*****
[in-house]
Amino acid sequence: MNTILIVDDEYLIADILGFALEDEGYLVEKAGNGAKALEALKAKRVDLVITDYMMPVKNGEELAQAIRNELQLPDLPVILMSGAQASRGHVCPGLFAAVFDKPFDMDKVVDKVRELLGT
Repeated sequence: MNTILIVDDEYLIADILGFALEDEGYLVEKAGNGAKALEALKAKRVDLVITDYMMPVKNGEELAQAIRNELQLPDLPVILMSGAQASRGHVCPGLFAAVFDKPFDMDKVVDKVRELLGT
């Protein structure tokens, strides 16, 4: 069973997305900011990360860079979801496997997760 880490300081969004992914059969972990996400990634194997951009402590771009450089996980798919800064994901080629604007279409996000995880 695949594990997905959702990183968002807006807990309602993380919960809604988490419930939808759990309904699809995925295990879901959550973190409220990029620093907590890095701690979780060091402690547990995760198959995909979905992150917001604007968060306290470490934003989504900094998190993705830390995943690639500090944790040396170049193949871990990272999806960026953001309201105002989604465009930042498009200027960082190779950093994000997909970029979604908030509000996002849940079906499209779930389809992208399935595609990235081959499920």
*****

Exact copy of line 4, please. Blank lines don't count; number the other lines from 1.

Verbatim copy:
């Protein structure tokens, strides 16, 4: 069973997305900011990360860079979801496997997760 880490300081969004992914059969972990996400990634194997951009402590771009450089996980798919800064994901080629604007279409996000995880 695949594990997905959702990183968002807006807990309602993380919960809604988490419930939808759990309904699809995925295990879901959550973190409220990029620093907590890095701690979780060091402690547990995760198959995909979905992150917001604007968060306290470490934003989504900094998190993705830390995943690639500090944790040396170049193949871990990272999806960026953001309201105002989604465009930042498009200027960082190779950093994000997909970029979604908030509000996002849940079906499209779930389809992208399935595609990235081959499920």